One final question to answer is whether or not QE was a new untried policy when it was first used after the Financial Crisis. The answer is no. It was just a new name for half of a policy named open market operations which is where a Central Bank injected cash by buying back government debt (QE) and withdrew cash from the economy by selling debt. This was done anonymously through a broker as and when it was required to maintain monetary stability. Open market operations was therefore a type of QE/QT policy where QT is quantitative tightening. However QE has had such a bad press of late, being associated with the myths highlighted in the first paragraphs, that it is now difficult to use it effectively as the ECB found out when it was slow to react to an impending deflation in the Eurozone.
The Bank of England, The ECB and the Federal Reserve have all used QE effectively at different times. Unfortunately they have not done well in their use of interest rate policy which is the real cause of property and asset bubbles. Central Banks need to take responsibility for this incompetence.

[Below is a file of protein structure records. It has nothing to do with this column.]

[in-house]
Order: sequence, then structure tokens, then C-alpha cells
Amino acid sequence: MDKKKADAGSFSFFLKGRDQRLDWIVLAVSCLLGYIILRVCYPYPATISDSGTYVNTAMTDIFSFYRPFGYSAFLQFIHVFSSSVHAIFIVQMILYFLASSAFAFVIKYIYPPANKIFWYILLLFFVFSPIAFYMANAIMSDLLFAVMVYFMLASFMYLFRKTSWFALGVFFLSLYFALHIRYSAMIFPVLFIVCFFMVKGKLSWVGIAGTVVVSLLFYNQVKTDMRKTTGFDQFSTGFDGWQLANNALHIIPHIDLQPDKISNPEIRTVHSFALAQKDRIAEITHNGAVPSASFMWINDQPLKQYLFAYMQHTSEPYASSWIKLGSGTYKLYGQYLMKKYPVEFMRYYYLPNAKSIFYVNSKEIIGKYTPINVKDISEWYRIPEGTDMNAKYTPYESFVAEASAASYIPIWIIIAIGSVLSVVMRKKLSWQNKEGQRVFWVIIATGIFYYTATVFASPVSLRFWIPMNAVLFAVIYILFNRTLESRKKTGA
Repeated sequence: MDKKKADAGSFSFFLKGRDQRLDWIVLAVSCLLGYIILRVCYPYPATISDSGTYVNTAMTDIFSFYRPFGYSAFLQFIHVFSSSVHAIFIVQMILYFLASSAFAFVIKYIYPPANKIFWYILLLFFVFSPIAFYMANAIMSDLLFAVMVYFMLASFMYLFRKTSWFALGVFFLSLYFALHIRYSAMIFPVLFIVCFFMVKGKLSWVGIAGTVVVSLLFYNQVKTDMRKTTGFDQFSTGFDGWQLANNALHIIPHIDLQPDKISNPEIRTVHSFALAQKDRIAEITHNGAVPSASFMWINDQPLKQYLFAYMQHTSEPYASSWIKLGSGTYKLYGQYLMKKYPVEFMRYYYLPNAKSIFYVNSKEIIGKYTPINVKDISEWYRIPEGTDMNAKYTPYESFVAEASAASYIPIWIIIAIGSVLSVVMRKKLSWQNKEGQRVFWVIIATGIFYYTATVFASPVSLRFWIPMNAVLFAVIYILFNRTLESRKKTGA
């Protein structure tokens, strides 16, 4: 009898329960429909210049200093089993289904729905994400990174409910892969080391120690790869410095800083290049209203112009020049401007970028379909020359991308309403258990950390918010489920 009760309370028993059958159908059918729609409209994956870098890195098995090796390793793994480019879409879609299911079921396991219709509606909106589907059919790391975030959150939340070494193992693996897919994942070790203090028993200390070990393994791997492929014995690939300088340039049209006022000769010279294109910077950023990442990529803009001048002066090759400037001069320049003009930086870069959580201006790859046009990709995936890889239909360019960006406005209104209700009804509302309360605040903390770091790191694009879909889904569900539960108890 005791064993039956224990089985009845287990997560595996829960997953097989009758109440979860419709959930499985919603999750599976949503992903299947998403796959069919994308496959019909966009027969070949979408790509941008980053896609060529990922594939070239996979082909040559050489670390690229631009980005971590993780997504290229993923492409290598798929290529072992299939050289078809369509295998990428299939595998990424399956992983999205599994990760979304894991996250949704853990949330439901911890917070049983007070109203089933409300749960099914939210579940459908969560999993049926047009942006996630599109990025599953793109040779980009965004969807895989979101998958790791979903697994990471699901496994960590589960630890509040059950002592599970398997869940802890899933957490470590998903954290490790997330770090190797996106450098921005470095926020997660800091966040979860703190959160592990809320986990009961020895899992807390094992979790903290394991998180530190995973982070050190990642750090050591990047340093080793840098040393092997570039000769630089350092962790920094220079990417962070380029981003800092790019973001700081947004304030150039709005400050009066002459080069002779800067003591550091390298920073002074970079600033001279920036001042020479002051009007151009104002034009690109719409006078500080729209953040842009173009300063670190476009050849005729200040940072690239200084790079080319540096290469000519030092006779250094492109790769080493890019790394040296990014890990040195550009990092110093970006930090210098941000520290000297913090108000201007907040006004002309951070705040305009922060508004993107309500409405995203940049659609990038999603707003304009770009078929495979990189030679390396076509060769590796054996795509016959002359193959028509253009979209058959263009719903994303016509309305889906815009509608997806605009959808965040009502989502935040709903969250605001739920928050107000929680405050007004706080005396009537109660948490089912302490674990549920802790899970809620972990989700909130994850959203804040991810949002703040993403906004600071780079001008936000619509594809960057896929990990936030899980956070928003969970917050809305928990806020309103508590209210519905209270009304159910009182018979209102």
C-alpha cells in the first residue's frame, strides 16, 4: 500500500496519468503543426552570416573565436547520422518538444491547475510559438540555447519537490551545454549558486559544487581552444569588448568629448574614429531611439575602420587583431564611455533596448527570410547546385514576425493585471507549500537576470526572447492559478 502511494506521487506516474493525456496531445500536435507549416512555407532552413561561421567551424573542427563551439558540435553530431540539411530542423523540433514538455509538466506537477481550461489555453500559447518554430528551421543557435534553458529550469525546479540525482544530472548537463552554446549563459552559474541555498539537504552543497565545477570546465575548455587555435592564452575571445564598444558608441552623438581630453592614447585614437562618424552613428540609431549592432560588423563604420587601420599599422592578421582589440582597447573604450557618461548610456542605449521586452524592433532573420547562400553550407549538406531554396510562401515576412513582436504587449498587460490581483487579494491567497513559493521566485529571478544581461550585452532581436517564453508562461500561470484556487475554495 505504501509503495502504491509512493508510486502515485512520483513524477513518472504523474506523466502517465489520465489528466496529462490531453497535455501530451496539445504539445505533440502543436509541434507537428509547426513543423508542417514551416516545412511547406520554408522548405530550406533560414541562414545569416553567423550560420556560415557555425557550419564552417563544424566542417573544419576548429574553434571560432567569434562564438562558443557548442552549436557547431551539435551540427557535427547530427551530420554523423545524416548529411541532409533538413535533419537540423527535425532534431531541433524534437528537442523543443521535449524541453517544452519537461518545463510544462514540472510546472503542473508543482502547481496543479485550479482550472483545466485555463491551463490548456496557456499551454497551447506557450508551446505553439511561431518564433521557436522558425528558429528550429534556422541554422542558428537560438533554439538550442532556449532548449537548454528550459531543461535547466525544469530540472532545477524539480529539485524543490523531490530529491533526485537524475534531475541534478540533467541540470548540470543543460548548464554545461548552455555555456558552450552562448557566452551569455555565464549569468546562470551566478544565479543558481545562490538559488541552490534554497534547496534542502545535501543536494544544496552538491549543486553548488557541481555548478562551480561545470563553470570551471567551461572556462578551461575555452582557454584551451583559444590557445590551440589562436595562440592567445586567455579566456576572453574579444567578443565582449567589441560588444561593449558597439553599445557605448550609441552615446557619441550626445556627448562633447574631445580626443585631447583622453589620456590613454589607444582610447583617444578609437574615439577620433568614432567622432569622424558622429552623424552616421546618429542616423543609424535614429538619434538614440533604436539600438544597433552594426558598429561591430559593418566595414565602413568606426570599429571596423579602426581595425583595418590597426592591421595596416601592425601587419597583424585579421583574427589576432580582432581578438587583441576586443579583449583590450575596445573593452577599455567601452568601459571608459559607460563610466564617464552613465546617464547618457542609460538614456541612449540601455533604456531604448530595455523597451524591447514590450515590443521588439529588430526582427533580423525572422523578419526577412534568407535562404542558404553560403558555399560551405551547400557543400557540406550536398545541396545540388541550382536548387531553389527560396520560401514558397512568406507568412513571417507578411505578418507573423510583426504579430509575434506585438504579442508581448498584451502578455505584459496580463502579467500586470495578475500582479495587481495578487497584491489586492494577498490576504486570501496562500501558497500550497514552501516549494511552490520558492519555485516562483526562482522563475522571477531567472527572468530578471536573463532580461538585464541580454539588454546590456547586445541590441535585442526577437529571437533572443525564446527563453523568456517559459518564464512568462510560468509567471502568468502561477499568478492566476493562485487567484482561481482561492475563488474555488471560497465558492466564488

If a Central Bank performed effectively then stable prices will create the right environment for relative price changes to work and for the economy to grow and flourish. If they are ineffective you may well ask the following question: why should a Central Bank be rewarded when it prints money to buy back government debt and then receives interest and repayment of that debt from the hard-earned income of future taxpayers: just by printing money it has created a future liability to the real economy and an unearned payment to itself?
Of course we would not be asking this question if it was doing its job effectively.
John Hearn April 2015